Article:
When I was five, seat belts were optional. Heck, children safety seats were optional. Kids crawled through moving vehicles like they were portable playgrounds: Over the backs of seats we went, bouncing and laughing, trading places and squealing, parents yelling at us to sit still while they adjusted rearview mirrors. In the years of my youth, the lawlessness of vehicular transport compares nicely to shipping lanes off Somalia today. There were no rules.
Except for the rules of physics, of course.
I was in the middle of the first bench seat of our Ford van. It was the choicest seat a kid could have once adults secured the two up front. You couldn’t see over the seats otherwise. But in the center of that first bench, it was like you were soaring over the pavement. You could see the billboards first. See the ocean first. And sometimes you really did go soaring.
My mom looked both ways, but the other driver didn’t. She pulled into the intersection; the other driver did as well. First law of physics: two objects can’t occupy the same place at the same time. Second law of physics: an object in motion will stay in motion until the dashboard whacks it in the face.
That was my face. I was five. I don’t even think I knew what a car wreck was, but I’d just been in one. My next memory is of being on a table, doctors and nurses all around me. As I remember it, there were dozens of them. There was probably just two.
I was screaming. My eye was cut so bad, I was seeing through my own blood. I’d never seen through a curtain of my own blood before. When the rags came away soaked in it, I felt raw terror for the first time. What was this? What was happening to me? I wanted out of that place where they were trying to make me better. I didn’t know they were helping. The first memory is of being there, and then the blood. Even at five, I could put two and two together. These people were bad. Where was my mother?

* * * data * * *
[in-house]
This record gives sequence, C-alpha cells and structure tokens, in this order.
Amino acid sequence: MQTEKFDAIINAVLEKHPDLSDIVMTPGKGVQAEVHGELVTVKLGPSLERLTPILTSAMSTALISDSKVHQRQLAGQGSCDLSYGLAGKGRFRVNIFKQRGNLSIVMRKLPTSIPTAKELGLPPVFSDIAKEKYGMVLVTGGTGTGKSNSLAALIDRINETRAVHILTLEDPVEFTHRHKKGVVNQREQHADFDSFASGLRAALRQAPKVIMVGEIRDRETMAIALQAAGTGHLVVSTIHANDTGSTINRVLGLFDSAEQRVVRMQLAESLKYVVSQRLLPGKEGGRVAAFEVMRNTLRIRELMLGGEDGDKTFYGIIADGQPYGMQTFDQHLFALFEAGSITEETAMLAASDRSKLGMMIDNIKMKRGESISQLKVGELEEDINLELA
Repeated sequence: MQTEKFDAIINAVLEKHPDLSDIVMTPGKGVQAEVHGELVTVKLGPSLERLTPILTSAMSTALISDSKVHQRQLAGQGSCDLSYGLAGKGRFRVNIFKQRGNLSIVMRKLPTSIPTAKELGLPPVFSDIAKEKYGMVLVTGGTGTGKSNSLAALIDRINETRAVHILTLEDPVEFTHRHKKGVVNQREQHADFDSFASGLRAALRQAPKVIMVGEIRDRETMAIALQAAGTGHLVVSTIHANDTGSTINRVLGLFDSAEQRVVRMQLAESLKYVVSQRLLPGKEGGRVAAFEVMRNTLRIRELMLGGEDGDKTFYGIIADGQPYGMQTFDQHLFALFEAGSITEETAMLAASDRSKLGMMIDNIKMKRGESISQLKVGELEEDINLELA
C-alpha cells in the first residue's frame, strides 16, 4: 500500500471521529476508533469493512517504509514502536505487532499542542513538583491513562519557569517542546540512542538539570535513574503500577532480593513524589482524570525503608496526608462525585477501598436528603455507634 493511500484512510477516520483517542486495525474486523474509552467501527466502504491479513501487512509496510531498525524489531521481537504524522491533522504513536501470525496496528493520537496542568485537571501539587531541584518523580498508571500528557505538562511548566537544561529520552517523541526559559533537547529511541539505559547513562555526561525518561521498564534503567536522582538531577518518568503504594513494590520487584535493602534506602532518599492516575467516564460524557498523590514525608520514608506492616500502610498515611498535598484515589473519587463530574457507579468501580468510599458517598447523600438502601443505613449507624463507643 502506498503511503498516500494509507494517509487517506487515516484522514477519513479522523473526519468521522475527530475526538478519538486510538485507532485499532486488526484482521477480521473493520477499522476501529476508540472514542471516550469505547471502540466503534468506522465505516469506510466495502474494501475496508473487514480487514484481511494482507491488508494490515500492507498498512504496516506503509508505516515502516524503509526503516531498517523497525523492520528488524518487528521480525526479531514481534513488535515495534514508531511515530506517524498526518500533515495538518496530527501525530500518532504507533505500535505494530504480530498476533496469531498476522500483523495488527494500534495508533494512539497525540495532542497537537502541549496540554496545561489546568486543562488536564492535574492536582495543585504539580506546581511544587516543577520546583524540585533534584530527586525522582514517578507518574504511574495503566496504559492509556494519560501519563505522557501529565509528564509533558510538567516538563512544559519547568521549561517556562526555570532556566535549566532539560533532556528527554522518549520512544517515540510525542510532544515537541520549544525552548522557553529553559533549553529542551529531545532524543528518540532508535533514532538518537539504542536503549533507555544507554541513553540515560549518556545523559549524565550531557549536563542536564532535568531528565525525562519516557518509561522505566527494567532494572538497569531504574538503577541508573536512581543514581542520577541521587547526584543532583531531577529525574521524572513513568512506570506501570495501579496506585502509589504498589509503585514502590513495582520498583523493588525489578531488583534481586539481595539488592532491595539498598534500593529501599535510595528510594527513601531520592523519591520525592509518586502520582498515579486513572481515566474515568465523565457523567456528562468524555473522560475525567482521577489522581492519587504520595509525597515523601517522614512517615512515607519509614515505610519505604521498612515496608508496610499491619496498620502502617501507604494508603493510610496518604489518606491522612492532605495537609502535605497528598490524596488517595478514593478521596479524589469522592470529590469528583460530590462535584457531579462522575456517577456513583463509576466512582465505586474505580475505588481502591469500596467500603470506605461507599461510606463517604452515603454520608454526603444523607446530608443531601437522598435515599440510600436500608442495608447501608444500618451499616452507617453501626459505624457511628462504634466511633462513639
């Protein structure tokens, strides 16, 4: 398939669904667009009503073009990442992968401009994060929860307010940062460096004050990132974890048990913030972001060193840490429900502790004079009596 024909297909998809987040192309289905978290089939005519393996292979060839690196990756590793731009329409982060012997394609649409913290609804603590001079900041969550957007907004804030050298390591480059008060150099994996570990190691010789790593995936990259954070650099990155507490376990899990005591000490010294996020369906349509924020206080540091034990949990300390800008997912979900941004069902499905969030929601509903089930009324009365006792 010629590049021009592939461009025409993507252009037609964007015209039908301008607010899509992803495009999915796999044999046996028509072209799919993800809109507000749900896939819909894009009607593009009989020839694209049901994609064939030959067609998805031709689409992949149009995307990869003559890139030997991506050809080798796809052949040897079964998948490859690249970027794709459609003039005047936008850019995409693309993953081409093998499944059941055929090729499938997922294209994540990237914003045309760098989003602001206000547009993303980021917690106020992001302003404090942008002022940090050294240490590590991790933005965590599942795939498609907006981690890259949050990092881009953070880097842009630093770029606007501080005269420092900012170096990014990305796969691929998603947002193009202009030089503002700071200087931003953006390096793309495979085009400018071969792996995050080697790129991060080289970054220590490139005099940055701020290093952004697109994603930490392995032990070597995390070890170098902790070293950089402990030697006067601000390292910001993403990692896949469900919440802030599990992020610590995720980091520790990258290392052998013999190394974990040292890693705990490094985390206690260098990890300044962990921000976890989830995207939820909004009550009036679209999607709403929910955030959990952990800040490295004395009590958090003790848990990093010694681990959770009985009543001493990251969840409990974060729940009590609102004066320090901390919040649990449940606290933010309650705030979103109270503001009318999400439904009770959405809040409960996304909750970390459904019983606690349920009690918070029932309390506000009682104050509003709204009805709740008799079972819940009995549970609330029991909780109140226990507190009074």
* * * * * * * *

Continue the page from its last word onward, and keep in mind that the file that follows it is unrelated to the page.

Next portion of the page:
Oh, there is my father. He looks worried. He knows these people are bad, that they’re hurting me. He’ll save me.
But the doctor is asking him a question, asking for permission for something. Is my father one of them? Is he colluding with these horrible people who are wicking away my blood? My father looks sick, but he nods yes. He has told them they can do something. I am a writhing snake. I am a bucking horse. I am an angry bull. I keep all four limbs moving, plus my head, daring them to hold me still. But my dad has given them permission. I watch as a door is closed, the long board behind it procured. It would be many years before I learned what a Pappose board was. When I was five, all I knew was that it was used to torture little kids. They lifted me onto this thick plank of wood and began cinching straps across my body. There go my legs. There go my arms. There’s even one for my forehead. I can’t move, all I can do is scream and look through tear-filled eyes at my father. Why would he do this to me?
There are needles coming at my eye. The doctors and nurses are angry. I’ve made things worse. I yell for my father to help, but he’s the one who did this. He turns and walks away, leaving me there. Abandoning me.
It would be a dozen years before I understood that everyone was trying to help me, trying to patch me up. A dozen years before I could tell him I remembered, and ask him what the hell had happened. A dozen years before he could explain. Before he could respond with:
“Son, I couldn’t bear to watch.”